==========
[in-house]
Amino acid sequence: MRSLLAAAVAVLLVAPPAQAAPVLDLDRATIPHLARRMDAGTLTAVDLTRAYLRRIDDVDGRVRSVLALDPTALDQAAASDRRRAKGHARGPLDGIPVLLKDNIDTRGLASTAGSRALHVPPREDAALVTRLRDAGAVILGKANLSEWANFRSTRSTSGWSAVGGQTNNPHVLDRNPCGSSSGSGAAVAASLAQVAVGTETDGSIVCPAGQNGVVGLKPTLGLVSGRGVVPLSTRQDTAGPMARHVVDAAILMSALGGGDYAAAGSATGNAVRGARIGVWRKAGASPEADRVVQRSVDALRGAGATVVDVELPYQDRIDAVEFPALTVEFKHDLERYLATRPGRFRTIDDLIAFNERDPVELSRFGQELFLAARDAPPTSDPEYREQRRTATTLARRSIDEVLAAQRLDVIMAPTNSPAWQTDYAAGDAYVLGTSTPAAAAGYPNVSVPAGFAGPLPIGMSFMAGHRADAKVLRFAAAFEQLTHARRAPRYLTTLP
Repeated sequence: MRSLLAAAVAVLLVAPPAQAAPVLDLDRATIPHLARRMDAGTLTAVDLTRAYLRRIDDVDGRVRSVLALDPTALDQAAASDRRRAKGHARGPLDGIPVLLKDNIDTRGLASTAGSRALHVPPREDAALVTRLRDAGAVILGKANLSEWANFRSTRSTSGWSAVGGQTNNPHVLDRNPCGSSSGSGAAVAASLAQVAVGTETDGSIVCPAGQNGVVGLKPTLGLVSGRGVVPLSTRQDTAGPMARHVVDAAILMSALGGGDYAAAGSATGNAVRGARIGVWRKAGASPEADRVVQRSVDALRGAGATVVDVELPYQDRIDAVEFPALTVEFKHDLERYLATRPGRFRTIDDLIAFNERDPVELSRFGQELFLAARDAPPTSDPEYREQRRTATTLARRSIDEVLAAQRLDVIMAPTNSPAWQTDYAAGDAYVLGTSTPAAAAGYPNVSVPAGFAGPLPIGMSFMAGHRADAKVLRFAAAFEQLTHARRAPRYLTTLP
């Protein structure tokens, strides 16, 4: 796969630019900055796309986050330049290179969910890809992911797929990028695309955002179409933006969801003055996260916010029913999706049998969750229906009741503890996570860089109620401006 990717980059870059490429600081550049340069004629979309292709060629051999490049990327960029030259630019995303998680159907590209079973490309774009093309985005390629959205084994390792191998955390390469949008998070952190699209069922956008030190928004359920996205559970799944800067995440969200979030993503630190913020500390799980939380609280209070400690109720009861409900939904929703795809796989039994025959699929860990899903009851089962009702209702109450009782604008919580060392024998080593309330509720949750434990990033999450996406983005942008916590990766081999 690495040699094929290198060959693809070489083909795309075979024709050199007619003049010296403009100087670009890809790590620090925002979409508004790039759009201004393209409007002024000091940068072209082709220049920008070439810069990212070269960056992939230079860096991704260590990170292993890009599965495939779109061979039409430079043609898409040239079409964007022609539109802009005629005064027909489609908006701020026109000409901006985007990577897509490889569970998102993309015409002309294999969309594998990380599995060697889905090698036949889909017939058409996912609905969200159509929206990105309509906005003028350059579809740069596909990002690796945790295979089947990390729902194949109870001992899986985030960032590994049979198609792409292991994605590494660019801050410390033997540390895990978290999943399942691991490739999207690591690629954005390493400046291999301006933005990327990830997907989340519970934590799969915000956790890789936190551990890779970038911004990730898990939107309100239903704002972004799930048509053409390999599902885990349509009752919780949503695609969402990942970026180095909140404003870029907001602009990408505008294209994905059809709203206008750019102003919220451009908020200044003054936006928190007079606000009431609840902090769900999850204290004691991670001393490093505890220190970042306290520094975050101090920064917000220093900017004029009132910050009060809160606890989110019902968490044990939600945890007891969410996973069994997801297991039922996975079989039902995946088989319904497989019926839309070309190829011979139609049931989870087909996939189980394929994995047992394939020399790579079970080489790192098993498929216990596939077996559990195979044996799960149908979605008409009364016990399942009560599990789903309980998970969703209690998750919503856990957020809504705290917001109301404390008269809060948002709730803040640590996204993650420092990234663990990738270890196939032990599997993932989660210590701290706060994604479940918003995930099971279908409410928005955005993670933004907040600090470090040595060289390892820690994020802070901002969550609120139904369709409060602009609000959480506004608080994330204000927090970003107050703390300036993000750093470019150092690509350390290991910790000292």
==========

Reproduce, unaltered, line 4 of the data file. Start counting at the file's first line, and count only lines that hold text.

């Protein structure tokens, strides 16, 4: 796969630019900055796309986050330049290179969910890809992911797929990028695309955002179409933006969801003055996260916010029913999706049998969750229906009741503890996570860089109620401006 990717980059870059490429600081550049340069004629979309292709060629051999490049990327960029030259630019995303998680159907590209079973490309774009093309985005390629959205084994390792191998955390390469949008998070952190699209069922956008030190928004359920996205559970799944800067995440969200979030993503630190913020500390799980939380609280209070400690109720009861409900939904929703795809796989039994025959699929860990899903009851089962009702209702109450009782604008919580060392024998080593309330509720949750434990990033999450996406983005942008916590990766081999 690495040699094929290198060959693809070489083909795309075979024709050199007619003049010296403009100087670009890809790590620090925002979409508004790039759009201004393209409007002024000091940068072209082709220049920008070439810069990212070269960056992939230079860096991704260590990170292993890009599965495939779109061979039409430079043609898409040239079409964007022609539109802009005629005064027909489609908006701020026109000409901006985007990577897509490889569970998102993309015409002309294999969309594998990380599995060697889905090698036949889909017939058409996912609905969200159509929206990105309509906005003028350059579809740069596909990002690796945790295979089947990390729902194949109870001992899986985030960032590994049979198609792409292991994605590494660019801050410390033997540390895990978290999943399942691991490739999207690591690629954005390493400046291999301006933005990327990830997907989340519970934590799969915000956790890789936190551990890779970038911004990730898990939107309100239903704002972004799930048509053409390999599902885990349509009752919780949503695609969402990942970026180095909140404003870029907001602009990408505008294209994905059809709203206008750019102003919220451009908020200044003054936006928190007079606000009431609840902090769900999850204290004691991670001393490093505890220190970042306290520094975050101090920064917000220093900017004029009132910050009060809160606890989110019902968490044990939600945890007891969410996973069994997801297991039922996975079989039902995946088989319904497989019926839309070309190829011979139609049931989870087909996939189980394929994995047992394939020399790579079970080489790192098993498929216990596939077996559990195979044996799960149908979605008409009364016990399942009560599990789903309980998970969703209690998750919503856990957020809504705290917001109301404390008269809060948002709730803040640590996204993650420092990234663990990738270890196939032990599997993932989660210590701290706060994604479940918003995930099971279908409410928005955005993670933004907040600090470090040595060289390892820690994020802070901002969550609120139904369709409060602009609000959480506004608080994330204000927090970003107050703390300036993000750093470019150092690509350390290991910790000292």